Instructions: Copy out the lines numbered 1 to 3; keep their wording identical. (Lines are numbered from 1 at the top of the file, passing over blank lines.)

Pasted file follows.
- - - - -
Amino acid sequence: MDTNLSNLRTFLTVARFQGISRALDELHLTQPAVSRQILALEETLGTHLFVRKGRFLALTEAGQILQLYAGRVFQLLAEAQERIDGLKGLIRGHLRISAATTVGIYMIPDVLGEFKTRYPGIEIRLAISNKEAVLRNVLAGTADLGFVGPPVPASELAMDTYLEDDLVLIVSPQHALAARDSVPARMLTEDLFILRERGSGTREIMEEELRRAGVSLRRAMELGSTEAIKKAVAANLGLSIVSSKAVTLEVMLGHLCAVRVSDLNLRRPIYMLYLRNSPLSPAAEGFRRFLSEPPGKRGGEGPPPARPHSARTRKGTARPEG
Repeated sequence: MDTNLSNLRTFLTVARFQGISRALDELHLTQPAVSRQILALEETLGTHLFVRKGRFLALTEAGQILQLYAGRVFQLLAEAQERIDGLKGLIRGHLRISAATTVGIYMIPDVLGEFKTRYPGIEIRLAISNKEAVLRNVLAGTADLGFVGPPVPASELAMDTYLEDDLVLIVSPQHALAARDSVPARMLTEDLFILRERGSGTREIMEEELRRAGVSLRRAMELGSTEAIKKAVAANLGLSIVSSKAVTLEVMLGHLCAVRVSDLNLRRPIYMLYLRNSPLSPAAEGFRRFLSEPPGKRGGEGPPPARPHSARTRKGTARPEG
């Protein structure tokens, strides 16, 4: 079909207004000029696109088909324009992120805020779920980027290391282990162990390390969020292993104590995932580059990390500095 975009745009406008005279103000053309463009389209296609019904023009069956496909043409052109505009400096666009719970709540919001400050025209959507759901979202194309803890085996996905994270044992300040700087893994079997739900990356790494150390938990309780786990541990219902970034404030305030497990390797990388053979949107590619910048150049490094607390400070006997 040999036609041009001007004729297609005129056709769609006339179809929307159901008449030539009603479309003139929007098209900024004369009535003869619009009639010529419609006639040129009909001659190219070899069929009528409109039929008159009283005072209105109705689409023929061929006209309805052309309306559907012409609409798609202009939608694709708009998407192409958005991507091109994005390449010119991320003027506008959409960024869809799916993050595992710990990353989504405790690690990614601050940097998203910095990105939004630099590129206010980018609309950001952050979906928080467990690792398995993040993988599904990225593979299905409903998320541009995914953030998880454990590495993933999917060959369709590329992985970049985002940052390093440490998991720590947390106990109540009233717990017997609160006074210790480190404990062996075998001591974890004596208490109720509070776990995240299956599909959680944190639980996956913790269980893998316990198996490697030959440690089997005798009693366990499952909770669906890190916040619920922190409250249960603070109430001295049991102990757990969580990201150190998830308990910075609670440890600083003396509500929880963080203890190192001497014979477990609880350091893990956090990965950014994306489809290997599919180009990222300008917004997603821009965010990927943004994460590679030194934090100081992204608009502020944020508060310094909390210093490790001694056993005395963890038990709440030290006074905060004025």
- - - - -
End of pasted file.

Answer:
Amino acid sequence: MDTNLSNLRTFLTVARFQGISRALDELHLTQPAVSRQILALEETLGTHLFVRKGRFLALTEAGQILQLYAGRVFQLLAEAQERIDGLKGLIRGHLRISAATTVGIYMIPDVLGEFKTRYPGIEIRLAISNKEAVLRNVLAGTADLGFVGPPVPASELAMDTYLEDDLVLIVSPQHALAARDSVPARMLTEDLFILRERGSGTREIMEEELRRAGVSLRRAMELGSTEAIKKAVAANLGLSIVSSKAVTLEVMLGHLCAVRVSDLNLRRPIYMLYLRNSPLSPAAEGFRRFLSEPPGKRGGEGPPPARPHSARTRKGTARPEG
Repeated sequence: MDTNLSNLRTFLTVARFQGISRALDELHLTQPAVSRQILALEETLGTHLFVRKGRFLALTEAGQILQLYAGRVFQLLAEAQERIDGLKGLIRGHLRISAATTVGIYMIPDVLGEFKTRYPGIEIRLAISNKEAVLRNVLAGTADLGFVGPPVPASELAMDTYLEDDLVLIVSPQHALAARDSVPARMLTEDLFILRERGSGTREIMEEELRRAGVSLRRAMELGSTEAIKKAVAANLGLSIVSSKAVTLEVMLGHLCAVRVSDLNLRRPIYMLYLRNSPLSPAAEGFRRFLSEPPGKRGGEGPPPARPHSARTRKGTARPEG
């Protein structure tokens, strides 16, 4: 079909207004000029696109088909324009992120805020779920980027290391282990162990390390969020292993104590995932580059990390500095 975009745009406008005279103000053309463009389209296609019904023009069956496909043409052109505009400096666009719970709540919001400050025209959507759901979202194309803890085996996905994270044992300040700087893994079997739900990356790494150390938990309780786990541990219902970034404030305030497990390797990388053979949107590619910048150049490094607390400070006997 040999036609041009001007004729297609005129056709769609006339179809929307159901008449030539009603479309003139929007098209900024004369009535003869619009009639010529419609006639040129009909001659190219070899069929009528409109039929008159009283005072209105109705689409023929061929006209309805052309309306559907012409609409798609202009939608694709708009998407192409958005991507091109994005390449010119991320003027506008959409960024869809799916993050595992710990990353989504405790690690990614601050940097998203910095990105939004630099590129206010980018609309950001952050979906928080467990690792398995993040993988599904990225593979299905409903998320541009995914953030998880454990590495993933999917060959369709590329992985970049985002940052390093440490998991720590947390106990109540009233717990017997609160006074210790480190404990062996075998001591974890004596208490109720509070776990995240299956599909959680944190639980996956913790269980893998316990198996490697030959440690089997005798009693366990499952909770669906890190916040619920922190409250249960603070109430001295049991102990757990969580990201150190998830308990910075609670440890600083003396509500929880963080203890190192001497014979477990609880350091893990956090990965950014994306489809290997599919180009990222300008917004997603821009965010990927943004994460590679030194934090100081992204608009502020944020508060310094909390210093490790001694056993005395963890038990709440030290006074905060004025």